Tougher airport checks fuel outrage

Enhanced screening of people travelling to US from 13 Muslim-majority countries will also affect American Muslims, lobby groups claim.

US-bound passengers in Pakistan are subjected to increased security screening.
Powered by automated translation

WASHINGTON // Stricter security measures for US-bound travellers, including random searches, full body pat-downs and additional screening, have infuriated some Muslim leaders and civil liberties groups here who say they amount to profiling of Muslims and Arabs.

The Washington-based Council on American-Islamic Relations (Cair) described the new guidelines, which subject passengers travelling from 13 Muslim-majority countries to rigorous screening, as "faith-based security checks". The group said the new screening methods will disproportionately affect US Muslim citizens visiting their families abroad. "Almost every American Muslim who travels to see family or friends or goes on pilgrimage to Mecca will automatically be singled out for special security checks: that's profiling," Nihad Awad, Cair's national executive director, said in a statement, arguing that individual screening should be based on suspicious behaviour, not nationality. "While singling out travellers based on religion and national origin may make some people feel safer, it only serves to alienate and stigmatise Muslims and does nothing to improve airline security."

The guidelines "deliver a propaganda victory to al Qa'eda and other violent extremist groups, since they rob targeted groups of people of their civil liberties based on their ethnicity and country of origin", said Alejandro Beutel, government liaison for the Muslim Public Affairs Council. "Call it whatever you want, but this is religious and ethnic profiling at its worst." A spokeswoman for the US Transportation and Security Administration, Lauren Gaches, said the TSA does not engage in profiling. "As is always the case, TSA security measures are based on threat, not ethnic or religious background."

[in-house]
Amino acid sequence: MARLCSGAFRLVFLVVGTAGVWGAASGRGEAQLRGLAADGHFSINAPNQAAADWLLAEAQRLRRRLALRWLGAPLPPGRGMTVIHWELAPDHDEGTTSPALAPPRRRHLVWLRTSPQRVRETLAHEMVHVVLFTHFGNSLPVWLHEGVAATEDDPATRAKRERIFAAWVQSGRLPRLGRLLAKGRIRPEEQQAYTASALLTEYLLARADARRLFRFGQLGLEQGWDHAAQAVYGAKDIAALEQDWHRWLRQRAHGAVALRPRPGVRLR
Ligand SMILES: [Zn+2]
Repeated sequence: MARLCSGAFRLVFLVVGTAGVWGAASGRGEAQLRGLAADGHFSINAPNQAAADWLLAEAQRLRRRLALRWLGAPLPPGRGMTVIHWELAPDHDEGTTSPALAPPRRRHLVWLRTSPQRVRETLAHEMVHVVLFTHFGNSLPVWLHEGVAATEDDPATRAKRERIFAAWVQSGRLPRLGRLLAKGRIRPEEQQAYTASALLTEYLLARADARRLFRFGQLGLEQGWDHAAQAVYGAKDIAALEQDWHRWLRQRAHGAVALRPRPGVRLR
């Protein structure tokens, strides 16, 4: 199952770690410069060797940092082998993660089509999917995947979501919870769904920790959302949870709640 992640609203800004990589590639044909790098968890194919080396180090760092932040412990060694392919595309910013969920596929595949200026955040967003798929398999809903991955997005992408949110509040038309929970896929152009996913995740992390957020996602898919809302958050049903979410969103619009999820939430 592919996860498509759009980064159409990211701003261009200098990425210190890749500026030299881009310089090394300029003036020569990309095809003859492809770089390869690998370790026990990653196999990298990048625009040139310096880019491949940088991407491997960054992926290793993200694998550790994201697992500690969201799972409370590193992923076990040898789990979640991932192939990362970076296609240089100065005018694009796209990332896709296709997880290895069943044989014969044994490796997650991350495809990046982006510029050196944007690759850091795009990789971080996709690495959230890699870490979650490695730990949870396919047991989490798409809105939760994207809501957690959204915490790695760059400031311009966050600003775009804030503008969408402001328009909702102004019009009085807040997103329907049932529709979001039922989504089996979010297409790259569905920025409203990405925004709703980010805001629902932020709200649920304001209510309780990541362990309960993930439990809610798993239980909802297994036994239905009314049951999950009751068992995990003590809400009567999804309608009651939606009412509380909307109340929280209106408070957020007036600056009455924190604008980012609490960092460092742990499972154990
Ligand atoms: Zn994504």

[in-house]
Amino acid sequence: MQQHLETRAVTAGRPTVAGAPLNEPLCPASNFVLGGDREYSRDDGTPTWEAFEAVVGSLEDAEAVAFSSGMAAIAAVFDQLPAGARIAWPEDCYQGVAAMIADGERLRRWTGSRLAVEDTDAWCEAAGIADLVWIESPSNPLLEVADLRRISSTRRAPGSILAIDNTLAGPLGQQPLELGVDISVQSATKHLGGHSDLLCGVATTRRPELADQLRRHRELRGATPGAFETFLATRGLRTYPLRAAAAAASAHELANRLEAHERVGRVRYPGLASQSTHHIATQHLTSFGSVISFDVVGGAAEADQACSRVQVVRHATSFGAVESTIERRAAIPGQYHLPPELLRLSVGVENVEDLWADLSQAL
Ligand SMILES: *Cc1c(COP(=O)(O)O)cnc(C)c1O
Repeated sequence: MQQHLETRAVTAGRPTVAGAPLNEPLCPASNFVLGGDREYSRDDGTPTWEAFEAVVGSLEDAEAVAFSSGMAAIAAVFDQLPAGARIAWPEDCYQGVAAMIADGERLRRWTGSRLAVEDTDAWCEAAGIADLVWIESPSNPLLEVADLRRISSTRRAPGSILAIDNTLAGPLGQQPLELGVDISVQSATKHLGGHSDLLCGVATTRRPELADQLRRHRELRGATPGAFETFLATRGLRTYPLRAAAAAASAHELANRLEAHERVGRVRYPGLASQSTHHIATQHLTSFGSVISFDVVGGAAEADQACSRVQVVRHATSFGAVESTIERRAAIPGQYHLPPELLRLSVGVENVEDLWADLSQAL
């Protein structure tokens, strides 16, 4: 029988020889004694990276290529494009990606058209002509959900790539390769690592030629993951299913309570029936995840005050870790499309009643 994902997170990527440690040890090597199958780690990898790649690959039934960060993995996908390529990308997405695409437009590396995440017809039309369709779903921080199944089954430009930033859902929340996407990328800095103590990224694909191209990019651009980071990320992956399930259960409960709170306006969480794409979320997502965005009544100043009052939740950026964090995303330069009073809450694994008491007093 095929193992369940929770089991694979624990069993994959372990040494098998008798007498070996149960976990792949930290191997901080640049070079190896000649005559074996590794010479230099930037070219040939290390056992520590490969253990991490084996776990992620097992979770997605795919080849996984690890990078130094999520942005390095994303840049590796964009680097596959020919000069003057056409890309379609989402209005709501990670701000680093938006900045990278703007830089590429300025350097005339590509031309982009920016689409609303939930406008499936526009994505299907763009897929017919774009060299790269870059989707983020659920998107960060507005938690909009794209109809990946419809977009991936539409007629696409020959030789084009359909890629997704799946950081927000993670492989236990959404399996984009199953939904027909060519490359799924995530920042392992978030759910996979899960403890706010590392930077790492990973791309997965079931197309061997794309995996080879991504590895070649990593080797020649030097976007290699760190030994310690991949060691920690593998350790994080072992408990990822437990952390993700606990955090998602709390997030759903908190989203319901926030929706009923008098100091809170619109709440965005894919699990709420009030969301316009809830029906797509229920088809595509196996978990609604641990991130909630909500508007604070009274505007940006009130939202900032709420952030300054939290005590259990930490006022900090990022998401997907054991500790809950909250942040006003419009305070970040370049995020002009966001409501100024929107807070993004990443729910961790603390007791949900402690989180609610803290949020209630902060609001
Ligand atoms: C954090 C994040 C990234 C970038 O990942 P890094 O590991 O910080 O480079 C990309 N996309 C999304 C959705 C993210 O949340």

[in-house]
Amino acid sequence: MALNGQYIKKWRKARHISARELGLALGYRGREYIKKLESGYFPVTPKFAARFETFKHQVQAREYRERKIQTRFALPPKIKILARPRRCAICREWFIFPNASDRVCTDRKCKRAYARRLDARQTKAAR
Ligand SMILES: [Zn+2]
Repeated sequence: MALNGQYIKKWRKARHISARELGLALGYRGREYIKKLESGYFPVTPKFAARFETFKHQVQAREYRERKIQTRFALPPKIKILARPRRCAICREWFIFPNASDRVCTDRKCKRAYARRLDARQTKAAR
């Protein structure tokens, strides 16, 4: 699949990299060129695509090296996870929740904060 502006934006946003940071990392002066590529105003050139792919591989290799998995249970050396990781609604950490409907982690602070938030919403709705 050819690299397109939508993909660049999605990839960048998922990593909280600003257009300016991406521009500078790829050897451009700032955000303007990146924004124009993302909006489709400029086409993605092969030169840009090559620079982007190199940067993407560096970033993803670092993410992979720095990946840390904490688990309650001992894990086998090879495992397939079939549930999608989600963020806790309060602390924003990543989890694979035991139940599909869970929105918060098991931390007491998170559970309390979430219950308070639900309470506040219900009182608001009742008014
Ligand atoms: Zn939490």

The security measures, which went into effect on Monday, are a response to the failed attempt to blow up a US-bound passenger jet on Christmas Day. The Nigerian man suspected in the attack, Abdul Farouk Abdulmutallab, was trained and equipped with an explosive device by an al Qa'eda cell in Yemen, according to US authorities. Under the new guidelines, all US-bound passengers will face stepped-up security and are subject to random searches, the TSA said. Those travelling from or through countries that the US recognises as a "state sponsor of terrorism" or as a "countries of interest" will be singled out for "enhanced screening". The US state department lists Cuba, Iran, Sudan and Syria as "state sponsors of terrorism"; Afghanistan, Algeria, Lebanon, Libya, Iraq, Nigeria, Pakistan, Saudi Arabia, Somalia and Yemen are listed as "countries of interest" by the TSA.

"Enhanced screening" could include pat-downs by inspectors, searches of carry-on bags, explosive detection technology and imaging technology, the TSA said. Airports around the world are ordering full body scanners that can detect objects beneath clothes, which experts say would have detected the explosives suspected to have been hidden in Mr Abdulmutallab's underwear. The technology, however, also has raised new privacy concerns.